Chapter 6: Conceptions of Environments
While most researchers recognize that the environment
has a strong influence on organizational behavior, there are many definitions
and conceptions about environments in OB literature. This chapter explores
the diversity of these conceptions.
Hall and Fagen (1956) state that "for a given system, the environment
is the set of all objects a change in whose attributes affect the system
and also those objects whose attributes are changes by the behavior of the
Scott notes four common groupings of organizations in research at the ecological
level -- organization sets, organization
populations, areal organizational
fields, and functional organizational
fields. Different theoretical perspectives use different groups depending
on their research objectives.
Remember that organizational fields and environments evolve over time. Organizations
may develop temporary alliances with other organizations for specific purposes
(even when competing in other arenas). Areal organization definitions are
useful in some areas (communities) but not in others (transportation sytems).
Various researchers have developed typologies to describe organizational
environments. Emery and Trist classified
them by extent of interlocking relationships, and Warren based his on
Meyer and Scott (1983) define two types of organizational environments --
technical and institutional.
One can also cross classify these two environments according to the relative
amount of pressure an organization encounters:
Subjective vs Objective Definitions of Environments
Should we rely on subjective or objective definitions of environments? Lawrence
and Lorsch (1967) and Weick (1979) suggest that basing it on participant's
perceptions is the best (if not only) way. Weick notes that participants
enact their environment, selectively perceiving and modifying their environment,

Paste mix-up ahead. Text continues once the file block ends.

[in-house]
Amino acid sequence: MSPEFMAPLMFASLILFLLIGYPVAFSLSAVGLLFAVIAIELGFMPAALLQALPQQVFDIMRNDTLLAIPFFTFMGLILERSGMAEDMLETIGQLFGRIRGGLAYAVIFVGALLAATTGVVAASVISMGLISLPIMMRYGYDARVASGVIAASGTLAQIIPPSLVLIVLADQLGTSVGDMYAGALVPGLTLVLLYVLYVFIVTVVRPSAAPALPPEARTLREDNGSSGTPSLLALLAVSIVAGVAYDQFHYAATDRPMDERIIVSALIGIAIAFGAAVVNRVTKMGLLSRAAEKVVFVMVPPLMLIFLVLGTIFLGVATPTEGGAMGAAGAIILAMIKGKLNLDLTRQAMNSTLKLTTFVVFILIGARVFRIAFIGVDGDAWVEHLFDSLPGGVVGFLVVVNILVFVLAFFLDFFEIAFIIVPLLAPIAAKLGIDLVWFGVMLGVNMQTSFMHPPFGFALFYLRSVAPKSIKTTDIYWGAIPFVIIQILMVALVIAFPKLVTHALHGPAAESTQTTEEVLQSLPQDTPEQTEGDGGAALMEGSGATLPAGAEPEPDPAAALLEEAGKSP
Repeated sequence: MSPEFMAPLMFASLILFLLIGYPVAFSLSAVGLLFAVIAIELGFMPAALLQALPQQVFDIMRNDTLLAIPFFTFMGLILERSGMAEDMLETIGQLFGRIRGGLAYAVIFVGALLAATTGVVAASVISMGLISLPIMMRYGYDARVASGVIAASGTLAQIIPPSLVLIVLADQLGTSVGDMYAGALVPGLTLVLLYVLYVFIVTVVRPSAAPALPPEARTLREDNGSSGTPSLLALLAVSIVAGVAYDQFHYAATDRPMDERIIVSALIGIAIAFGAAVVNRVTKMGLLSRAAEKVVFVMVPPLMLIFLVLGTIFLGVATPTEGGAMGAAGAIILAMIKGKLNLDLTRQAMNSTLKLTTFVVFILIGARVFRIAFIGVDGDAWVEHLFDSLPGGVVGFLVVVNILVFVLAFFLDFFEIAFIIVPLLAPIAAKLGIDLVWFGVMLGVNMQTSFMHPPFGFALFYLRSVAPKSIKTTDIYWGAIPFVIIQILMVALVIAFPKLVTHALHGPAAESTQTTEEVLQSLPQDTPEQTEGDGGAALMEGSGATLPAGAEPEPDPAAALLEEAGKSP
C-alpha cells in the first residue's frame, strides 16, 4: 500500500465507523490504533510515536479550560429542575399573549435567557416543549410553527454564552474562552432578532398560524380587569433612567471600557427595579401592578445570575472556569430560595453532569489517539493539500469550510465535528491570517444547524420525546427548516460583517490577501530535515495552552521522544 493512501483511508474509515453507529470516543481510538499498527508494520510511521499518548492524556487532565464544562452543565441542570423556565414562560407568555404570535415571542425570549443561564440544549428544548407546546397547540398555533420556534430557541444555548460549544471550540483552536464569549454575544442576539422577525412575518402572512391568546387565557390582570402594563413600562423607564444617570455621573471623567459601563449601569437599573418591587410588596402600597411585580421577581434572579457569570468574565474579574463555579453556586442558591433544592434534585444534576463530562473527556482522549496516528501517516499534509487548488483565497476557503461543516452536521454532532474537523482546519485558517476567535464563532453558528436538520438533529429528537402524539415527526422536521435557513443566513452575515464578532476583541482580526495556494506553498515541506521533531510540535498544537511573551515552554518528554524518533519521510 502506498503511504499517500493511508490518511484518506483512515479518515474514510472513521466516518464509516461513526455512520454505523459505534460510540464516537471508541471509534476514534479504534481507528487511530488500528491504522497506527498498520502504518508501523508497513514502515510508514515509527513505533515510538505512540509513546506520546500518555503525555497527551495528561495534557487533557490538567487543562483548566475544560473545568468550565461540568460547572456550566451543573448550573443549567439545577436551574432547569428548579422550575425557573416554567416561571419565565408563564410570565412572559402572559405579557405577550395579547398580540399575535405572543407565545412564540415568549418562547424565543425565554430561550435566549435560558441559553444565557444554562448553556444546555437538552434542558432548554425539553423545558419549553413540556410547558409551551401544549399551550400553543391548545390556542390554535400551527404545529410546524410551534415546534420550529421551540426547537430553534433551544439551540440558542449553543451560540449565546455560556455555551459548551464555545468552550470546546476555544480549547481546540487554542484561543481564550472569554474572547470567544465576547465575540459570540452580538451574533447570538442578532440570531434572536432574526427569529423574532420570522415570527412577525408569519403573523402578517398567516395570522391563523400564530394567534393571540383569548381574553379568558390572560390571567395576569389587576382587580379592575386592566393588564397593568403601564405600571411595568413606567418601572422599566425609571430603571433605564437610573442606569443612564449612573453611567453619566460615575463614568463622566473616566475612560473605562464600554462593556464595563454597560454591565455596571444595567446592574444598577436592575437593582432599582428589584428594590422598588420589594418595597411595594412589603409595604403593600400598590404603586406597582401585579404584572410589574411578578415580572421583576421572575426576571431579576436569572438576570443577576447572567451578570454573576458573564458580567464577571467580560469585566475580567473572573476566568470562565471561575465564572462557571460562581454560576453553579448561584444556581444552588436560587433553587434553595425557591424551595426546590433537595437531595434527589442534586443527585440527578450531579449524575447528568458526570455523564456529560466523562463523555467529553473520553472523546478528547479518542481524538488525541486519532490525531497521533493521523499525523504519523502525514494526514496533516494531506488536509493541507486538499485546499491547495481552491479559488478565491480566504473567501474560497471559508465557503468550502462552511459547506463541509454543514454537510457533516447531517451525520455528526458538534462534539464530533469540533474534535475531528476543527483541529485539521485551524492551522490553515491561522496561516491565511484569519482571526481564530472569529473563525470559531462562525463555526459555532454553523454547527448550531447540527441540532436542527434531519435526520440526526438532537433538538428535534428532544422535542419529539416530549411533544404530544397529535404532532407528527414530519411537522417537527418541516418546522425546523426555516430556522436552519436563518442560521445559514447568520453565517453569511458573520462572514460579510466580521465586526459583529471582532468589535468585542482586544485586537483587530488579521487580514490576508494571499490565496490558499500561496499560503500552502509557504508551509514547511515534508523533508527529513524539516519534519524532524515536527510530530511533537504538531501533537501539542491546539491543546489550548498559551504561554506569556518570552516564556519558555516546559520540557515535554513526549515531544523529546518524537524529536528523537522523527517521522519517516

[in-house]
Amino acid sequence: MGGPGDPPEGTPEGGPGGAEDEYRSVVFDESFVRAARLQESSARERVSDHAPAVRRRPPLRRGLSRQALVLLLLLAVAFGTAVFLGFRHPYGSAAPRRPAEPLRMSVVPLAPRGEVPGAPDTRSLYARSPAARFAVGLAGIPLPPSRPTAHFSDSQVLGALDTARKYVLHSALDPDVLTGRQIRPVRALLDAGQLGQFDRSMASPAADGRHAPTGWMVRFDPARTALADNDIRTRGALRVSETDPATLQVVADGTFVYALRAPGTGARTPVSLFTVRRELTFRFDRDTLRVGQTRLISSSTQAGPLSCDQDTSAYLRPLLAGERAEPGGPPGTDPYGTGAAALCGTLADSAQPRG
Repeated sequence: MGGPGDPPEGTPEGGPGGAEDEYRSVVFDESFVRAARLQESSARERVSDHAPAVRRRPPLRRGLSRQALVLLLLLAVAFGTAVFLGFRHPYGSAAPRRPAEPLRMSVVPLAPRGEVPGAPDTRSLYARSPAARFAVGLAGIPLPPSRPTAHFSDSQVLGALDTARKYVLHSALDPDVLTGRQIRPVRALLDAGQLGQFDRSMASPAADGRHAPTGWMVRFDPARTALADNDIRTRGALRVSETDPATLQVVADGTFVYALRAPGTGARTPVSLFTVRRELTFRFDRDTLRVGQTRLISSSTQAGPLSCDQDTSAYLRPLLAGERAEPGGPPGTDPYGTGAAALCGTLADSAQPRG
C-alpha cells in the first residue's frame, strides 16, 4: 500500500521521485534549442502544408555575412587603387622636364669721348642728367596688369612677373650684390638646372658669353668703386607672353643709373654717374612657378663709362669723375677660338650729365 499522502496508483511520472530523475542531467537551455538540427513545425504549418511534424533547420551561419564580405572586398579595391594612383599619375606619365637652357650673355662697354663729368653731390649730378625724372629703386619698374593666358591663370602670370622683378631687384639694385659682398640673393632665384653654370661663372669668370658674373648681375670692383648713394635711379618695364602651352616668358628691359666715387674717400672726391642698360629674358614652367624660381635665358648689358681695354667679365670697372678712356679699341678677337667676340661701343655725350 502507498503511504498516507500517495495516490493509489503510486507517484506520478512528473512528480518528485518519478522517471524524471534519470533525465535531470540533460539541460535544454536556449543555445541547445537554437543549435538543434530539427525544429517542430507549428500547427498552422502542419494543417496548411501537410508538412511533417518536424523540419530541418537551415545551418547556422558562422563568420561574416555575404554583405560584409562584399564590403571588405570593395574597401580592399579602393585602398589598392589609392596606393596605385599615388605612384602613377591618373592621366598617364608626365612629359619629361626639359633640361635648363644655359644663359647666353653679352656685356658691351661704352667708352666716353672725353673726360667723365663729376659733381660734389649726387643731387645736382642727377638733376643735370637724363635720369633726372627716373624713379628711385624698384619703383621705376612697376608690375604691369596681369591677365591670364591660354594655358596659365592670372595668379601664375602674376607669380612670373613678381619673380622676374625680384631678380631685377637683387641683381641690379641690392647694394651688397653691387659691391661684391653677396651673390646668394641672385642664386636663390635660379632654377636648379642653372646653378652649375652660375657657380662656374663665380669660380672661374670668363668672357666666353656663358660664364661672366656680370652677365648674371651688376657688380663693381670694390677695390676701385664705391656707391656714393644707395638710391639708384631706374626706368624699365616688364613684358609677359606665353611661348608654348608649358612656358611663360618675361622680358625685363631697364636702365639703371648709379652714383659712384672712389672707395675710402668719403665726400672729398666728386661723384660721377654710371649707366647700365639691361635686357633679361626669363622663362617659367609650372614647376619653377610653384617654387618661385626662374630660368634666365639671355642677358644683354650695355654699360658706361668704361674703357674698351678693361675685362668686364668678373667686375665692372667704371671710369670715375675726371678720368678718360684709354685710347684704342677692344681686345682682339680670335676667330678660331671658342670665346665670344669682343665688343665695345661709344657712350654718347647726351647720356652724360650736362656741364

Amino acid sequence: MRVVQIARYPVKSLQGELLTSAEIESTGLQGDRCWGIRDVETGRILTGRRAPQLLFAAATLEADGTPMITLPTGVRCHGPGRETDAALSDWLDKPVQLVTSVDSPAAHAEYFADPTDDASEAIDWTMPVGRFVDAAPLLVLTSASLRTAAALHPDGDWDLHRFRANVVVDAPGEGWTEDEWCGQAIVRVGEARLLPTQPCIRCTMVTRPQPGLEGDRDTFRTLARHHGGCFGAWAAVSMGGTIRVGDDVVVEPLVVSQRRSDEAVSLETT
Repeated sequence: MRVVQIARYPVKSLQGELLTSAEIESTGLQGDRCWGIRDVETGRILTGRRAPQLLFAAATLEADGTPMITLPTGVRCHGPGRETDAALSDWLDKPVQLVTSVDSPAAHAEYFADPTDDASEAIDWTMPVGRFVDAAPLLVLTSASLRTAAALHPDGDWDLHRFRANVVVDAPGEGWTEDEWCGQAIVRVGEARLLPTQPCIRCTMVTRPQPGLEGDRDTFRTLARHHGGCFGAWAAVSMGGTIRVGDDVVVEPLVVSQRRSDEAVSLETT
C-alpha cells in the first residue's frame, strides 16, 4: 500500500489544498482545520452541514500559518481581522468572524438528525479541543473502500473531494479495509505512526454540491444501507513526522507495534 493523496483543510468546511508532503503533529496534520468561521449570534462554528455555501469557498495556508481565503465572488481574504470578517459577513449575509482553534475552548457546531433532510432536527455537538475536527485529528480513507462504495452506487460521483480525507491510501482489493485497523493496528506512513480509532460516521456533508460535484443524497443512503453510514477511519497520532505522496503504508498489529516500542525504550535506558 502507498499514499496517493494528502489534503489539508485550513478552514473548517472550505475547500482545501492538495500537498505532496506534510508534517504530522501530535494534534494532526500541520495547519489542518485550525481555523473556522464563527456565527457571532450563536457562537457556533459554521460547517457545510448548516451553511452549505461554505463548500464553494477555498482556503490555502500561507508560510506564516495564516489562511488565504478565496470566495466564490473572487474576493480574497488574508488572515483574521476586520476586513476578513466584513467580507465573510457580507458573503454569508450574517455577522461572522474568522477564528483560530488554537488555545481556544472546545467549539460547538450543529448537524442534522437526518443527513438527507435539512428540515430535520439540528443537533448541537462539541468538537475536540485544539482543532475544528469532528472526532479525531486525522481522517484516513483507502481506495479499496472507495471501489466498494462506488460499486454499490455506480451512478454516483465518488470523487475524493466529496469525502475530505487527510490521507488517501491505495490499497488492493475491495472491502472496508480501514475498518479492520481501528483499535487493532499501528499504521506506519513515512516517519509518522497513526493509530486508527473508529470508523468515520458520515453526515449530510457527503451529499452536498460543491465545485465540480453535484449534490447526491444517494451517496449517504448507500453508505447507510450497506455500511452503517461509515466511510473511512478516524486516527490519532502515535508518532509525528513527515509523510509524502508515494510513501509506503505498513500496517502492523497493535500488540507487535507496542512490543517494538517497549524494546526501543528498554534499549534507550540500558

March (Cohen and March 1974) adds to this through definition of an attention
structure to "describe the distribution of connections among people,
types of information sent and received, distribution of problems,and (decision
rules)" (Scott p 141).
Ultimately, you can't separate subjective(enacted) and objective characterizations
of environments. Parts of the enviroment can affect organizational outcomes
even if they are not perceived. What we measure dependes on what we are
trying to predict -- predicting organizational choices may rely on participant
perceptions, but predicting organizational outcomes requires additional
information potentially unknown to the participants.
Organizations and Environments
Contingency and resource depedency theorists argue that organziations can
adapt to environmental changes, while population ecologists emphasize structural
intertia that prevents adaptation -- more optimal organizational forms are
selected, and less optimal ones are replaced. But organizations also influence
their environments, through advertising, building contracts with suppliers,
mergers, lobbying, etc. Organizations can also select environments by changing
their product mix or diversifying.
Absorption and Interpenetration
Organizations can absorb part of the environment (through vertical integration)
or return part of their organization to the environment (outsourcing). All
of this makes boundary definitions difficult.
The Evolution of Environments
The prevelant view is that modern organizational environments are becoming
more complex at an increasing rate (Emery and Trist, 1965), largely through
technical change. This means that uncertainty also increases, and the ratio
of externally to internally induced changes also is increasing (Scott p.
147). This trend is still unclear, however. and there are instances where
changing governance structures and technical changes may actually reduce
"Organizations are viewed as interdependent with environments in a
number of senses. Participant's perceptions of their environments together
with the attention structures of organizations result in enacted environments
that are products of both environmental features and organizational information
systems. Environments directly affect organizational outcomes, which in
turn affect subsequent perceptions and decisions. Environments influence
organizations, but organizations also modify and select their environments.
And environments supply the materials and ingredients of which organizations
are composed" (Scott p. 149)